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Ihor Verys’s surprising secret weapon: nose breathing

Verys, who just ran more than 717 km in five days at Big's Backyard Ultra, credits much of his trail success to the practice

Ihor Verys Big's Backyard Ultra Photo by: Marina Striker

Chilliwack, B.C.’s Ihor Verys just ran more than 718 km in 107 continuous hours, claiming the assist to winner Harvey Lewis at Big’s Backyard Ultra in Tennessee on Wednesday evening. Beyond his remarkable fitness and mental stamina, the ultrarunner has a secret weapon: his breath. The athlete swears by nose-breathing, and has perfected his technique while running.

Verys has only been competing for three years, yet has already racked up an incredible list of accomplishments that include wins at B.C.’s gruelling Fat Dog 120 and Alberta’s Canadian Death Race (where he also faced off against Lewis, beating him by more than two hours).

The athlete says that trail running wasn’t always as easy as he makes it appear, and after a 50 km run between Brandon and Shilo, Man., he discovered his biggest challenge was being out of breath.

The breathing issue had nothing to do with how fast Verys was going. “I was slow like a snail,” he explains. “My chest muscles were incredibly sore. I started looking into it, and came across the book called The Oxygen Advantage by Patrick McKeown.” Verys now calls the book one of his ultrarunning bibles.

In the book, McKeown explains that physiologically, our mouths aren’t created for breathing. “Our mouth serves very different purposes, and our nose is the only organ that should used for breathing,” says Verys. “Interestingly, the entire book was based on the research and lifework of one Ukrainian doctor, who worked and practised in what was then the USSR.” Verys, who moved from Ukraine to Canada in his early 20s, was so fascinated, he read the entire dissertation in its original Russian. “The doctor was able to cure over 500 children from asthma just by getting them to do simple breathing exercises and changing the way they breathe,” he says.

Inspired, Verys set out to change his own breathing technique. “I made sure I was always using my nose to breathe, and I started doing breathing exercises religiously every day,” he says. “I’d take a five to 10-minute break at work to do the exercises, and I’ve been doing them ever since.” Verys was also taping his mouth shut at night to make sure he used his nose to breathe while he slept. “I’ve noticed a huge improvement, and I’ve never had the same issues again. I’ve done a few ultras now and I’ve never had issues with breathing,” he says. “My sleep improved, too. Pretty much all my training runs are done while nose-breathing. I mouth-breathe only very rarely while doing intense speed workouts.”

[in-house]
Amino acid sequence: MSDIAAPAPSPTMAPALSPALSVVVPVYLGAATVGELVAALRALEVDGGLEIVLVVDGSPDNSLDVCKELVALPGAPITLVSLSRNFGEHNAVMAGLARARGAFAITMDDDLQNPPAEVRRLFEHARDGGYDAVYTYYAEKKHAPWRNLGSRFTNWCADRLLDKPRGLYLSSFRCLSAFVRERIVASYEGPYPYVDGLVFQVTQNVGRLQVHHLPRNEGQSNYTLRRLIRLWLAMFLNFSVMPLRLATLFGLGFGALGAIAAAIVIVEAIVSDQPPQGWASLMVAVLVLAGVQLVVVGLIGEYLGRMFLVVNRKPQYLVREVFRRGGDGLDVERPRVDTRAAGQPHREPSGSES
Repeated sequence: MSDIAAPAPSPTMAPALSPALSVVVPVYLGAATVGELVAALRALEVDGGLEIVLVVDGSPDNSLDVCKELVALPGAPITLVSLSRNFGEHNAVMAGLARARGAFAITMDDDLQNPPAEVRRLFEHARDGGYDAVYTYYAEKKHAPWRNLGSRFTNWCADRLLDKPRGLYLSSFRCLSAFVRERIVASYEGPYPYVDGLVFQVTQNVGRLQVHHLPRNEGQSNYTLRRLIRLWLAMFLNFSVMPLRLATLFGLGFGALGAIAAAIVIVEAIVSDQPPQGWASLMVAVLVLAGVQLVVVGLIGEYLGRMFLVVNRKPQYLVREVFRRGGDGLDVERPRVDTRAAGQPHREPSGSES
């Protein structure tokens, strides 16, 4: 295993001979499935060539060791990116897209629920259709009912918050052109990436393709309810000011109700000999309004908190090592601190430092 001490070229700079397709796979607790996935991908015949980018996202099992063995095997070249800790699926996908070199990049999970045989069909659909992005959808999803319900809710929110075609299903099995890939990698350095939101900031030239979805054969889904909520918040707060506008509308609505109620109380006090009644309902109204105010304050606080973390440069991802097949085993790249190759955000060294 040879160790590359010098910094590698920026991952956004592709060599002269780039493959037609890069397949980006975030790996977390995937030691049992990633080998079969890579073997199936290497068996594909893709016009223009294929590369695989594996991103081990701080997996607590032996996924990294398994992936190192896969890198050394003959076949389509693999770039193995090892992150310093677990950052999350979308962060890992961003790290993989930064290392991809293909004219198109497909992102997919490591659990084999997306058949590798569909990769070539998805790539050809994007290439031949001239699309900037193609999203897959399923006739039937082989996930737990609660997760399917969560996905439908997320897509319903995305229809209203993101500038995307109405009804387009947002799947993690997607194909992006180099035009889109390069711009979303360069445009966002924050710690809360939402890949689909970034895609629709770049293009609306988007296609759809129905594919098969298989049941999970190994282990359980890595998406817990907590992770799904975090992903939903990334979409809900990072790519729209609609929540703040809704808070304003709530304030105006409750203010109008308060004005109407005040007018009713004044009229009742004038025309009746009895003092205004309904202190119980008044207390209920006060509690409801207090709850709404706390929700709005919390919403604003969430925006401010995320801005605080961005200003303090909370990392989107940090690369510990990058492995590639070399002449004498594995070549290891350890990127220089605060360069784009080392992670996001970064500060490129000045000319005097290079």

Ihor Verys, winner of Fat Dog 2022
Photo courtesy of Ihor Verys

Verys says the neatest thing about it is that he’s able to pace himself during races using his breathing. “I don’t care about HR or the grade of a climb,” he explains. “If I need to open my mouth to breathe, it means I’m going too fast and I need to slow down.” Unless Verys needs to make a move or attack a hill, he remains at nose-breathing speed. As a result, his lungs and breathing muscles never get overworked, and there is an unanticipated bonus: nose-breathing is stealthy and silent, appearing effortless. “There’s nothing more demoralizing for your competitor when he or she can’t hear you breathe 100+km into the race,” he says.

Meet the Ukrainian-Canadian ultrarunner who is winning everything

Curious to try it yourself? Verys says the exercises are fairly basic, and it’s easy to make your own variations. He suggests trying multiple repeats of holding your breath, after exhaling everything in your lungs. According to the research, there’s an anatomical basis for getting your body used to the build-up of CO2 while holding breath, and the result is efficient breathing and the benefits that carries. “The more you do it, the longer you can hold your breath,” Verys says. “At the beginning, I could barely hold my breath for 20 seconds, but now I can comfortably do it for more than 60.”

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